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Court of Appeals of Ohio,Seventh District, Noble County.


No. 261.

Decided: February 18, 1999

Sterling M. Jackson, Caldwell, pro se. Betty D. Montgomery, Attorney General, and D.J. Hildebrandt, Assistant Attorney General, Cincinnati, for respondent.

This issue arises out of petitioner's petition for writ of habeas corpus, whereby petitioner alleges he is wrongfully incarcerated by the state of Ohio and respondent.   Specifically, petitioner alleges that his maximum period of incarceration has expired and that he should be released immediately.

The facts indicate that petitioner was arrested on April 7, 1981 for theft.   On June 25, 1981 he was sentenced to a term of two to five years of incarceration and then placed on probation.   While on probation, petitioner was arrested and convicted of forgery and sentenced to six months to five years to be served consecutively with the sentence for theft.

 After incarceration, petitioner was paroled four separate times and violated his parole after each release.

The requirements for a writ of habeas corpus are outlined in R.C. 2725.04, which states:

“Application for the writ of habeas corpus shall be by petition, signed and verified either by the party for whose relief it is intended, or by some person for him, and shall specify:

“* * *

“(D) A copy of the commitment or cause of detention of such person shall be exhibited, if it can be procured without impairing the efficiency of the remedy * * *.”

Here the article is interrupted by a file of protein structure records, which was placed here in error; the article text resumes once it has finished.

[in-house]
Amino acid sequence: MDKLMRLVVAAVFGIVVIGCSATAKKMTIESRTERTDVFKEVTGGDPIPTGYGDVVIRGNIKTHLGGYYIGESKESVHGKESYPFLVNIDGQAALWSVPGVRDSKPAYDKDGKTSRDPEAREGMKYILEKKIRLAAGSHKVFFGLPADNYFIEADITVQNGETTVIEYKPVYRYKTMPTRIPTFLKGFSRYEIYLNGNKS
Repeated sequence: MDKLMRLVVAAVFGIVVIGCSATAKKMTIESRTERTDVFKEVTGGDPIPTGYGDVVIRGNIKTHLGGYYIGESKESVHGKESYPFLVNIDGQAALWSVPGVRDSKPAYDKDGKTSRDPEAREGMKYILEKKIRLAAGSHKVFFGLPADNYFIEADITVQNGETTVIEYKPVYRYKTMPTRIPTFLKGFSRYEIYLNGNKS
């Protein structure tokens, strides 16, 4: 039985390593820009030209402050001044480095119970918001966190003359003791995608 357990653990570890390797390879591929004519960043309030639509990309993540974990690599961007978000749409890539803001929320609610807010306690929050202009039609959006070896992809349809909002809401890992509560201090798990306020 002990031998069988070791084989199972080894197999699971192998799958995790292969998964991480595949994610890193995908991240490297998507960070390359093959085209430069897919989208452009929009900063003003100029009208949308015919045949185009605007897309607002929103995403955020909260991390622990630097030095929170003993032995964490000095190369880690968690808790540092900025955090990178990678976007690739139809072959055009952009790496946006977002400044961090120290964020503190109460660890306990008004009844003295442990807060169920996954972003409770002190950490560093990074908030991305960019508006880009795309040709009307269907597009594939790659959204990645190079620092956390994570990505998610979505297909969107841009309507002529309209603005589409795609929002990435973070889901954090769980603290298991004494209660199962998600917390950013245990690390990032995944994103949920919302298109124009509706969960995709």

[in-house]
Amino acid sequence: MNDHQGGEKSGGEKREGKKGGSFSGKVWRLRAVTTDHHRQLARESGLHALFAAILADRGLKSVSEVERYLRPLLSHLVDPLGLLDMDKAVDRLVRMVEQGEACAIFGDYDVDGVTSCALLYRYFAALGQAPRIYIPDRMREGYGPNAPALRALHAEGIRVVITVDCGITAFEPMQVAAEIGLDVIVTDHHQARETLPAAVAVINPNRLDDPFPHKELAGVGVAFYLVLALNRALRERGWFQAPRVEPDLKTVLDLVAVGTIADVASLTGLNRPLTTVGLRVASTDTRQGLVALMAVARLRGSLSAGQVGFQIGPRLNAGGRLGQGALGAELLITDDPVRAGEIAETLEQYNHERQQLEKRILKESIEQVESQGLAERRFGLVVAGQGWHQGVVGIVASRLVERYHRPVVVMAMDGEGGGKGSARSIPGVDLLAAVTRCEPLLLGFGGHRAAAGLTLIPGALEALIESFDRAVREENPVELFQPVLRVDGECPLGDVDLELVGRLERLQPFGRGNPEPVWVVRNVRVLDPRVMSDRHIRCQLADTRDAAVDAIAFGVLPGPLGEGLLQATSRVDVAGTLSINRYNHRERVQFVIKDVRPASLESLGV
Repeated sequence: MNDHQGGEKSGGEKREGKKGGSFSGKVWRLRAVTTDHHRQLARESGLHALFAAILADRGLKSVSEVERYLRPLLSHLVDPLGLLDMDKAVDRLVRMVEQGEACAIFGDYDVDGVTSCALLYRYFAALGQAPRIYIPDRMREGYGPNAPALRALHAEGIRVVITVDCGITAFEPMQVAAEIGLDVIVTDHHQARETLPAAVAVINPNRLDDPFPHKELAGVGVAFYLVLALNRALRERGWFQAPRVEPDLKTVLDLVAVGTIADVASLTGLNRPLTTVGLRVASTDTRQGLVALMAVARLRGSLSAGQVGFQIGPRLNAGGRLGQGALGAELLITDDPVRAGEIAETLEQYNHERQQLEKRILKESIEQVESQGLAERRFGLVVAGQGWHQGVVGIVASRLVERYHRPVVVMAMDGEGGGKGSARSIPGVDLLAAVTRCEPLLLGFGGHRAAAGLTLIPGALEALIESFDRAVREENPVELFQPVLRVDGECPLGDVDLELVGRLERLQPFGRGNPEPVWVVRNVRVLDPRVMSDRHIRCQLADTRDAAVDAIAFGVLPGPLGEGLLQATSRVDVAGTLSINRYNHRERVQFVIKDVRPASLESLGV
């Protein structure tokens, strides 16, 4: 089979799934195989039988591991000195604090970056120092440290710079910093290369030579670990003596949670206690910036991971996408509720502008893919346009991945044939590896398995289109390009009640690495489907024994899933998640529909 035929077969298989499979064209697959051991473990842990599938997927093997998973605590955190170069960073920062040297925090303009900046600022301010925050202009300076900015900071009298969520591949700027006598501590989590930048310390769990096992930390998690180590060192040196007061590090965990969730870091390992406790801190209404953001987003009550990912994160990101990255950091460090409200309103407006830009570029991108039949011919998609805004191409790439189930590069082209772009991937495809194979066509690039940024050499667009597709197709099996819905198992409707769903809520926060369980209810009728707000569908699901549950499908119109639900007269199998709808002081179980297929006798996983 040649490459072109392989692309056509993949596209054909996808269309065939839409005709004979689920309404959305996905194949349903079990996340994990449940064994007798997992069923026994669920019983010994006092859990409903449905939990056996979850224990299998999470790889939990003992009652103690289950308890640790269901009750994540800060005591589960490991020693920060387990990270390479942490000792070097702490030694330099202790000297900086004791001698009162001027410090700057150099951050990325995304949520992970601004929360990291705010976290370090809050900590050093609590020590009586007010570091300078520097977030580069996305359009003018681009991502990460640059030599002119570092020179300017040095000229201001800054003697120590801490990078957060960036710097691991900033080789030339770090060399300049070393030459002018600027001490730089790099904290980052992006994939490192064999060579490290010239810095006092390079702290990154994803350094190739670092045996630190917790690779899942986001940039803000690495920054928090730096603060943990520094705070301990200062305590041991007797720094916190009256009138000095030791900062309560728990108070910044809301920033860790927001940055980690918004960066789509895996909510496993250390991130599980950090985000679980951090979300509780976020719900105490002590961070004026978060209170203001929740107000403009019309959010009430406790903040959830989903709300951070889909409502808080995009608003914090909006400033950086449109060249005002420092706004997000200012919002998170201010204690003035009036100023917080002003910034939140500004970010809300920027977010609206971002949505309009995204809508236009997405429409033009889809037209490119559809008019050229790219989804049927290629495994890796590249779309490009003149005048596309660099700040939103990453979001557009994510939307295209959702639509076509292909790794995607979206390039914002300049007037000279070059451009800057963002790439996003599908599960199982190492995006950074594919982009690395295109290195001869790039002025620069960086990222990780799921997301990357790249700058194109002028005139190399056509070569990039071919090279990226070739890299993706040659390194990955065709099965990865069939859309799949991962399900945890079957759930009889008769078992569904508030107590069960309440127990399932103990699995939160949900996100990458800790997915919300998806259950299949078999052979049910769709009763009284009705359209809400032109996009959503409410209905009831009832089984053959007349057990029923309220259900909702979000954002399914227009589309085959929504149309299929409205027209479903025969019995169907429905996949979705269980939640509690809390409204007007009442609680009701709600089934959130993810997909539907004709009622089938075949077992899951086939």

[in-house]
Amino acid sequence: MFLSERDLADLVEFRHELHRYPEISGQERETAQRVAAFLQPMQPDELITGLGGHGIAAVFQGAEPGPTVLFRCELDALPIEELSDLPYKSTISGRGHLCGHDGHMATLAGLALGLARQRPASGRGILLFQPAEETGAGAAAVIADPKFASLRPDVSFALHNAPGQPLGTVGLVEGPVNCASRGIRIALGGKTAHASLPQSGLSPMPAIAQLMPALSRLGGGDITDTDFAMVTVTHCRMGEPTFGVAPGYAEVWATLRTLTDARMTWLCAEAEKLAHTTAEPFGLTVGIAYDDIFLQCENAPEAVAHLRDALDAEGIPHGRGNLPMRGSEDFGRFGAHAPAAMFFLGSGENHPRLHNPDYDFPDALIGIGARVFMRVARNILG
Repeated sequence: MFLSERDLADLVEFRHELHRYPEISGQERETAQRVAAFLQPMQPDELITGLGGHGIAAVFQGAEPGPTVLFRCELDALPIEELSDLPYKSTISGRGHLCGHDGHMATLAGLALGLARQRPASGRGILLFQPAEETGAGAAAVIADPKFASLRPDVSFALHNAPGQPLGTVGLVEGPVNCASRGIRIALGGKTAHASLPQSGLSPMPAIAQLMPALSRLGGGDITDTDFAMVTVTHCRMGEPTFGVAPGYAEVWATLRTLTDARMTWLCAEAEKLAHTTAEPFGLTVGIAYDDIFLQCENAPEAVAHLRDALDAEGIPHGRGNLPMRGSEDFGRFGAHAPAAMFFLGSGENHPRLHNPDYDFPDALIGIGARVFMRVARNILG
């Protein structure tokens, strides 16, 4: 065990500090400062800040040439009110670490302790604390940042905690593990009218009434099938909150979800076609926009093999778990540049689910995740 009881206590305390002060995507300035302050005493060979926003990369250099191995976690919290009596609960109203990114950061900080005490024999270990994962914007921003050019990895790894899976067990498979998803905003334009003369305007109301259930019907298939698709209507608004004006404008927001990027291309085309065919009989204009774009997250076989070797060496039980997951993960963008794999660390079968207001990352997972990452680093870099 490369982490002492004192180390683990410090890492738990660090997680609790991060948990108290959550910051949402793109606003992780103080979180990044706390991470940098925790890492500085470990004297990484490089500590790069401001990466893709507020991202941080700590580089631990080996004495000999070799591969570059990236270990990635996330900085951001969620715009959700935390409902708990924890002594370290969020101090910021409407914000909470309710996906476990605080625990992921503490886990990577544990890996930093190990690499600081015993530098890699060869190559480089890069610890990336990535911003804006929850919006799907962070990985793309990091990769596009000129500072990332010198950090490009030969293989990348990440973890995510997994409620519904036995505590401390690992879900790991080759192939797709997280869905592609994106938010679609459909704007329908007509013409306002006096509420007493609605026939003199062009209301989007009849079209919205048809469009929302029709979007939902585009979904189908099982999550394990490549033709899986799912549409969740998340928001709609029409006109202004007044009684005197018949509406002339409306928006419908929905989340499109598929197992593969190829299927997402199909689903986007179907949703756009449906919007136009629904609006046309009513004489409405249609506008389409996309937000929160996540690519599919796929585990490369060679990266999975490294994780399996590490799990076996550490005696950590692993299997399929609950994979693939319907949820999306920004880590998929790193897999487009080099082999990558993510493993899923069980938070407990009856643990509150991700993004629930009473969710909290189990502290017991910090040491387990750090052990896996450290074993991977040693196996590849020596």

Petitioner, in his attachments to his petition, has not attached either his commitment papers for his theft conviction and sentencing in Hamilton County, or his subsequent judgment of conviction entry for forgery in Butler County.   Petitioner has also not attached his recommitment documents after his four instances of parole violations.

Petitioner has not complied with R.C. 2725.04(D).   The Supreme Court of Ohio has been definitive in its response to these types of instances.   In the case of Bloss v. Rogers (1992), 65 Ohio St.3d 145, 145-146, 602 N.E.2d 602, the Supreme Court of Ohio stated:

“The court of appeals reached the correct conclusion when it dismissed appellant's complaint for failure to comply with R.C. 2725.04(D).   These commitment papers are necessary for a complete understanding of the petition.   Without them, the petition is fatally defective.   When a petition is presented to a court that does not comply with R.C. 2725.04(D), there is no showing of how the commitment was procured and there is nothing before the court on which to make a determined judgment except, of course, the bare allegations of petitioner's application.”   See, also, State ex rel. Johnson v. Ohio Parole Bd. (1997), 80 Ohio St.3d 140, 684 N.E.2d 1227, and State ex rel. Brantley v. Anderson (1997), 77 Ohio St.3d 446, 674 N.E.2d 1380.

Since the petitioner has not complied with the Ohio Revised Code requirements for an application for petition of habeas corpus, the motion of respondent to dismiss is granted and the petition for writ of habeas corpus is dismissed.

Costs taxed against petitioner.

Judgment accordingly.



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Docket No: No. 261.

Decided: February 18, 1999

Court: Court of Appeals of Ohio,Seventh District, Noble County.

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